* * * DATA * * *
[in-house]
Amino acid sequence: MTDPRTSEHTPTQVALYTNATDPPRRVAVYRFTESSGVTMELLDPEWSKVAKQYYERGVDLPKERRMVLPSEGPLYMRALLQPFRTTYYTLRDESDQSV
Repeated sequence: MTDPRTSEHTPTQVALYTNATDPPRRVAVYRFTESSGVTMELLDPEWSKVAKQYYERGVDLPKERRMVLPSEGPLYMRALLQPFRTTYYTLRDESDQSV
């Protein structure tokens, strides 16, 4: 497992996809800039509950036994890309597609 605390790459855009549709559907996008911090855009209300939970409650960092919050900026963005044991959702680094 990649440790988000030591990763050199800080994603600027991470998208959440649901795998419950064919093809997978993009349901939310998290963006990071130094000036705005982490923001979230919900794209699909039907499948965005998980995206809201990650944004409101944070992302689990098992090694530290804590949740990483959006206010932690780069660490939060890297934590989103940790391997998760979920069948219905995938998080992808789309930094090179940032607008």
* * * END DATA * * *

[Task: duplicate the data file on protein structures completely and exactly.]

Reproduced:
[in-house]
Amino acid sequence: MTDPRTSEHTPTQVALYTNATDPPRRVAVYRFTESSGVTMELLDPEWSKVAKQYYERGVDLPKERRMVLPSEGPLYMRALLQPFRTTYYTLRDESDQSV
Repeated sequence: MTDPRTSEHTPTQVALYTNATDPPRRVAVYRFTESSGVTMELLDPEWSKVAKQYYERGVDLPKERRMVLPSEGPLYMRALLQPFRTTYYTLRDESDQSV
């Protein structure tokens, strides 16, 4: 497992996809800039509950036994890309597609 605390790459855009549709559907996008911090855009209300939970409650960092919050900026963005044991959702680094 990649440790988000030591990763050199800080994603600027991470998208959440649901795998419950064919093809997978993009349901939310998290963006990071130094000036705005982490923001979230919900794209699909039907499948965005998980995206809201990650944004409101944070992302689990098992090694530290804590949740990483959006206010932690780069660490939060890297934590989103940790391997998760979920069948219905995938998080992808789309930094090179940032607008």